Then came the disastrous flood that hit large parts of North Korea in the summer of 1995, and another, though lesser, flood this year. True, the economic difficulties of North Korea (dprk) owe much to both structural factors—those attendant upon an unusually isolated and ossified command economy—and conjunctural ones, such as the sudden loss of the Soviet bloc markets and sources of supply. Still there is no doubt that the floods have strained the country as never before. All this has given new credibility to the talk of the dprk’s imminent collapse and of the need for South Koreans to prepare themselves for an ‘inevitable’ take-over. Indeed, some of President Kim Young-sam’s recent pronouncements seem to indicate that this view represents his current personal conviction—though it is true that consistency has never been his forte.
Aside from these temporary factors, however—temporary above all because the United States government, still the major actor on the scene, appears bent on stability for the Korean peninsula, but for other reasons that make a different course too risky for Seoul as well—it remains true that neither South Korean nor us ruling circles have any long-term strategy of unification other than absorption. This is not to say that merger is anticipated in the immediate future but that when it comes, it will be of the swift ‘German type’. For, as Martin Hart-Landsberg persuasively argues, ‘One of the most important lessons of the German unification experience is that it is not possible to achieve a gradual unification by absorption.’footnote2 The choice between a fast and a slow track, if it means merely a matter of sooner or later or even much later, is therefore not the main issue. Here Habermas’s stipulation of a ‘way of proceeding which permitted broader discussion and opinion formation, as well as more extensive—and, above all, better prepared—participation of the public’ becomes crucial.footnote3 But how shall we ensure such a way of proceeding in Korea when it was not possible in Germany? One may doubt that what Habermas calls ‘Germany’s experience of a rapid, if not over-hasty, process of unification’ will serve as a sufficiently powerful lesson, particularly since, for all his italicized emphasis, he does not apparently regard that experience as disastrous.footnote4 Nor would ‘disaster’ be the right word, despite the dire consequences for many citizens on both sides, though mostly those of the new Länder.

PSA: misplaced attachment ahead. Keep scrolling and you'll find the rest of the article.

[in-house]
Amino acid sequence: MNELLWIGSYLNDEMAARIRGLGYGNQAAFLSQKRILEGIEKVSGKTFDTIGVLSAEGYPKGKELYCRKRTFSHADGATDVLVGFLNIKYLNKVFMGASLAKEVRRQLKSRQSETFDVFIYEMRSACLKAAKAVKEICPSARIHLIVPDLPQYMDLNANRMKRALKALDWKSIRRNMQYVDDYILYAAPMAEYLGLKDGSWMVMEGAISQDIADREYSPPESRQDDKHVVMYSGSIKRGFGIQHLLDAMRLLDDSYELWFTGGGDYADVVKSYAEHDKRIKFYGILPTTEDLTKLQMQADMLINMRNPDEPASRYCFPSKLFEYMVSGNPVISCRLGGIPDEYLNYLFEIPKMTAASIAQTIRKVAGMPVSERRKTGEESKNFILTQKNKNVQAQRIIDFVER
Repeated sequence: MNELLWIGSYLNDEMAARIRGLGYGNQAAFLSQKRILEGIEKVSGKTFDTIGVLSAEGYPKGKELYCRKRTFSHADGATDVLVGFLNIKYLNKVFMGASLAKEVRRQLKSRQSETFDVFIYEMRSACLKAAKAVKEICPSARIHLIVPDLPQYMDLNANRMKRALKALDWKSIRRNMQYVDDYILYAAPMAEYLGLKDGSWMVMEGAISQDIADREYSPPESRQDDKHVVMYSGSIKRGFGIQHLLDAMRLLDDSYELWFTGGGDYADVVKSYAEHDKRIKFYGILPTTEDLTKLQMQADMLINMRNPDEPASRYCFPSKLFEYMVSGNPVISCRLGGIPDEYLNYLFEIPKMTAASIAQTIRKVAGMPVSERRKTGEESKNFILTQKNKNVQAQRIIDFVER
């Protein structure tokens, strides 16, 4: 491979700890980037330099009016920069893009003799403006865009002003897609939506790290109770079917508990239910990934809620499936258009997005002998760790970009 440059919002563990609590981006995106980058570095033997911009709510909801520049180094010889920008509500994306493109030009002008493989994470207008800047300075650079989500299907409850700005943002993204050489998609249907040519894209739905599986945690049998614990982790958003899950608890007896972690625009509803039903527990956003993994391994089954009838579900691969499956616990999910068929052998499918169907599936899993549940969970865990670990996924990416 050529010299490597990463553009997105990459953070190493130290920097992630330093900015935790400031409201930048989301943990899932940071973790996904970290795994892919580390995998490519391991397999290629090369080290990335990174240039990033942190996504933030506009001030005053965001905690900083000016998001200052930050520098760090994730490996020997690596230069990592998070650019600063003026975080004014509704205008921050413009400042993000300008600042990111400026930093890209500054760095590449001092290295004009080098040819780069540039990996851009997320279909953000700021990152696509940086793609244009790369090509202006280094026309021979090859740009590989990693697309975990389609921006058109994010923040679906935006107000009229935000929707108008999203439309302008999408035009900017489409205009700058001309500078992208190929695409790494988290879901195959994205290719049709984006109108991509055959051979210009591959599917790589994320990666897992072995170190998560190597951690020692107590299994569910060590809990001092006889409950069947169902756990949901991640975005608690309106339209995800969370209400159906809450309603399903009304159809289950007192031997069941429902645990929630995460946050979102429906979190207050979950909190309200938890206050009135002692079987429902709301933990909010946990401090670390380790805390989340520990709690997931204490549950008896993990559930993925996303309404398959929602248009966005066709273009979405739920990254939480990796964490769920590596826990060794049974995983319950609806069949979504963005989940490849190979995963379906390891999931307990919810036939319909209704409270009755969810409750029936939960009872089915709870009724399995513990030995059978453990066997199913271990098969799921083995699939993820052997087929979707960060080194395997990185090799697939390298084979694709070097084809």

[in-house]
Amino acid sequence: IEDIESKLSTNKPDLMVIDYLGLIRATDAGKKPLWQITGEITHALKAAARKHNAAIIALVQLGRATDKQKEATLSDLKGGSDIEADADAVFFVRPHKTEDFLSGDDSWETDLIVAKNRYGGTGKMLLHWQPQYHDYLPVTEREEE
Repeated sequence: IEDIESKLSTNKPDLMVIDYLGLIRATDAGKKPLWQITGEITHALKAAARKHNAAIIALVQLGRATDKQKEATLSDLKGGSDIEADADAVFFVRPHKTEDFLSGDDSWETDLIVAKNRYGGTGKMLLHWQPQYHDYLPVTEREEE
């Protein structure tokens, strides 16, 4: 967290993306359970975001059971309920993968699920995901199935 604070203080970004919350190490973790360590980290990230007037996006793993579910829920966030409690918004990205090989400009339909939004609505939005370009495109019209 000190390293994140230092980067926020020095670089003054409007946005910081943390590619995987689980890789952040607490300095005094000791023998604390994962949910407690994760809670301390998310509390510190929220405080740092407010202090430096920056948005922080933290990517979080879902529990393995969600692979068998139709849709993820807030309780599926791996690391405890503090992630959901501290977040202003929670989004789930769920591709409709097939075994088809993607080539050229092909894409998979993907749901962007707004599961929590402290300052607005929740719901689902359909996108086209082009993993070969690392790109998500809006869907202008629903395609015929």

One must therefore look for different realities that would make a similar course in Korea more truly disastrous, and, at the same time, factors that may enable Koreans, for all their numerous disadvantages as against Germans, to succeed in an alternative undertaking. Habermas offers some valuable insights on both counts. His explication of ‘the different starting points’, for instance, suggests how even the questionable success of Germany is unlikely to be repeated in Korea, while his remark on the fortunate identity of national and democratic forces not obtainable in Germany provides an important clue.
For all his caution about equating the two situations, however, one gets the impression that Habermas’s perception of Korean realities still remains heavily coloured by analogies with the German experience. For instance, his judicious observation that ‘an inevitable implosion for endogenous reasons appears less likely than in the case of the gdr’ leads to the inference that ‘the prospect of a non-violent self-transformation or dissolution of the People’s Republic will largely depend on how much citizens in the North—when the time comes—are attracted not only by the economic successes of the South, but also by its social relations and political freedoms.’footnote5 Here he slides back precisely to the German